THE BLOG
08/09/2013 04:27 pm ET | Updated Oct 09, 2013

Muslim-Americans Defending the Dream, Advancing Civil Rights

Our nation is at a very important moment in its Civil Rights history and, as Muslims, we must understand our place within it and build with the leaders of today's modern Civil Rights Movements, particularly the Dream Defenders. Muslim families who immigrated to this country, in particular, must understand that we owe much to and have much to learn from the leaders of the Civil Rights Movement, particularly African American and Jewish leaders who fought and died for rights that today we too often take for granted. In 1965, America's racist immigration system that heavily favored white immigrants was replaced by one that enabled Eastern Europeans, Asians, Africans, and Latin Americans to successfully immigrate to this country and become naturalized. But, even before 1965, African American Muslim leaders, including Malcolm X and Muhammad Ali, were playing a prominent role in connecting their struggle for dignity within the larger context of immigrant rights and human rights. Recently, the Dream Defenders, in their effort to advance the dreams of our American civil rights ancestors, have invited Muslim-Americans and to be in solidarity with them and to join the movement. I believe that we should not only accept their invitation but also become more deeply involved as participants in and supporters of this movement -- to help build a better America.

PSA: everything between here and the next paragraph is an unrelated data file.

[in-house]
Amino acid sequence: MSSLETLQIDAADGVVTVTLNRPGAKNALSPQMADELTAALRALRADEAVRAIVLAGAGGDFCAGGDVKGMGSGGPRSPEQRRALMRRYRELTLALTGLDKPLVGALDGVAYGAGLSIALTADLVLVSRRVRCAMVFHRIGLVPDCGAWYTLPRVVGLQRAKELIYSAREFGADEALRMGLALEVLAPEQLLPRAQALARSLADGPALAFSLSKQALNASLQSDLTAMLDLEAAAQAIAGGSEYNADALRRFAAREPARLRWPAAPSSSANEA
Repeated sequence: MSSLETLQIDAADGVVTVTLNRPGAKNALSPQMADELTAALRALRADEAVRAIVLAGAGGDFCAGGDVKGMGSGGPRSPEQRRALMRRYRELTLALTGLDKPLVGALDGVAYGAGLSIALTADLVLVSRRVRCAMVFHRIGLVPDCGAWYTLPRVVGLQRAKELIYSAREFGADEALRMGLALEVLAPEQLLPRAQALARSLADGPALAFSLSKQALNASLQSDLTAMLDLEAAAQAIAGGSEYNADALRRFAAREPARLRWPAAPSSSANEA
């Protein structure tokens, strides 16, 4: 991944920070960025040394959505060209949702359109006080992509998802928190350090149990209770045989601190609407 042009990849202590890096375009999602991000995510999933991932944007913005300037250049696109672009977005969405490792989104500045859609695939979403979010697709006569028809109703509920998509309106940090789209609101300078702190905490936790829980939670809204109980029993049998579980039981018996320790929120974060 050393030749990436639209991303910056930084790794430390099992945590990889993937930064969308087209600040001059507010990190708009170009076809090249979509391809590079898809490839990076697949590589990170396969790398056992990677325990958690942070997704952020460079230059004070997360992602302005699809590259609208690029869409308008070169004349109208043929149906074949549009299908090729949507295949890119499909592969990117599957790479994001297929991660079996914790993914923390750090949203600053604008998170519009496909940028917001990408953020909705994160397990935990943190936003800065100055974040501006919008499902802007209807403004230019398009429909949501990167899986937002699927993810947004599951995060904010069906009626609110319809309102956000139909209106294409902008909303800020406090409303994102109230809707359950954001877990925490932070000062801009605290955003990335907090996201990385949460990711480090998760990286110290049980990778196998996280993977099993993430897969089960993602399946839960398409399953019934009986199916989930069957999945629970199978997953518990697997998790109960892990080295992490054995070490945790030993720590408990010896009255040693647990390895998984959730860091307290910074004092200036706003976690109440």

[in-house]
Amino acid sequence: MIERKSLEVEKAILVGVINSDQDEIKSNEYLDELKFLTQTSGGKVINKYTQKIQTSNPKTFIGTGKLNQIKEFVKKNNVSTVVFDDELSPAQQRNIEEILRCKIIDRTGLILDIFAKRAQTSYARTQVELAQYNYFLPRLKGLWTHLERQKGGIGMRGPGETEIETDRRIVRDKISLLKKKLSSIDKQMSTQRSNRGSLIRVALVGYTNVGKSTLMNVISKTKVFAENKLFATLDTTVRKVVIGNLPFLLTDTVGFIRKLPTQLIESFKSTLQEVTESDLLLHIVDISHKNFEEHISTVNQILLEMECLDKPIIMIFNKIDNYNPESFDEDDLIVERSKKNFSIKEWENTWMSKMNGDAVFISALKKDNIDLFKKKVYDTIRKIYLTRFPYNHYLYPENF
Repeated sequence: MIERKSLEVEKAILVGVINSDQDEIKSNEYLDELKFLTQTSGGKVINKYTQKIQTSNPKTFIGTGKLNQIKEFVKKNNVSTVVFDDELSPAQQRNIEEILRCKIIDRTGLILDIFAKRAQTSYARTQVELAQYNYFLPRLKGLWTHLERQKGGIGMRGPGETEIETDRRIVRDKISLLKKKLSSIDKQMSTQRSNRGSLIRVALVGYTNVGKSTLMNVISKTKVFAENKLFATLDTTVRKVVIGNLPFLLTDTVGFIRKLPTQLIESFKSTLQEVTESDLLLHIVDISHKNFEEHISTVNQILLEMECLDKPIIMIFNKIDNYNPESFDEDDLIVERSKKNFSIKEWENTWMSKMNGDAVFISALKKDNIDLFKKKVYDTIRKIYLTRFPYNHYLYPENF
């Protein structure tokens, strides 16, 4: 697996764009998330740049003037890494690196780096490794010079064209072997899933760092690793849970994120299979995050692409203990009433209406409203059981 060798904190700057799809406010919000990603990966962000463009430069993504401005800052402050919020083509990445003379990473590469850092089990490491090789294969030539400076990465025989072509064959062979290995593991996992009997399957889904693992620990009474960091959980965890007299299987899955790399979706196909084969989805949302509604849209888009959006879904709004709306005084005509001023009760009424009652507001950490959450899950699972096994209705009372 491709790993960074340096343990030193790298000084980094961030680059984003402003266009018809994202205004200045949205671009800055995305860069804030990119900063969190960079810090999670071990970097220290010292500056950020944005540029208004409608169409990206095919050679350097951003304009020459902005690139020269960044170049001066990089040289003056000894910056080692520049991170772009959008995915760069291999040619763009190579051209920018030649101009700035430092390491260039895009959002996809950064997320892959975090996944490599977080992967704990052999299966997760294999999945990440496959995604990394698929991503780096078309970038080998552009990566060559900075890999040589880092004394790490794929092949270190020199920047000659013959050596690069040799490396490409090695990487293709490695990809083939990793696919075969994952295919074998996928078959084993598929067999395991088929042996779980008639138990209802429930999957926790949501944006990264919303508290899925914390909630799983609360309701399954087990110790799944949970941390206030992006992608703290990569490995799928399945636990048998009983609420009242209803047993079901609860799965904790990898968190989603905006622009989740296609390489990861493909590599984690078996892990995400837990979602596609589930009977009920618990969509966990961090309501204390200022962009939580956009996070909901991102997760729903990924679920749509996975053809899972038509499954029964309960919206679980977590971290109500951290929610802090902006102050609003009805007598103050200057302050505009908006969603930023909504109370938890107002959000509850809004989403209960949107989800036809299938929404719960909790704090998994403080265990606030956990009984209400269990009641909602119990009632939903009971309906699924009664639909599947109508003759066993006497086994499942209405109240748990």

The Dream Defenders are a youth organization, mostly made up of black and brown youth, who blend non-violent and social media tactics to fight against systemic racism. Since July 16, the Dream Defenders have been occupying the Florida Capitol demanding that Gov. Rick Scott hold a special legislative session on a bill they have crafted entitled "Trayvon's Law". The law calls on the Florida legislature to repeal the Stand Your Ground Law, address racial profiling, and dismantle the school to prison pipeline. A testament to their growing power, as of a few days ago, Gov. Scott announced that he will be holding a special session on the stand your ground law!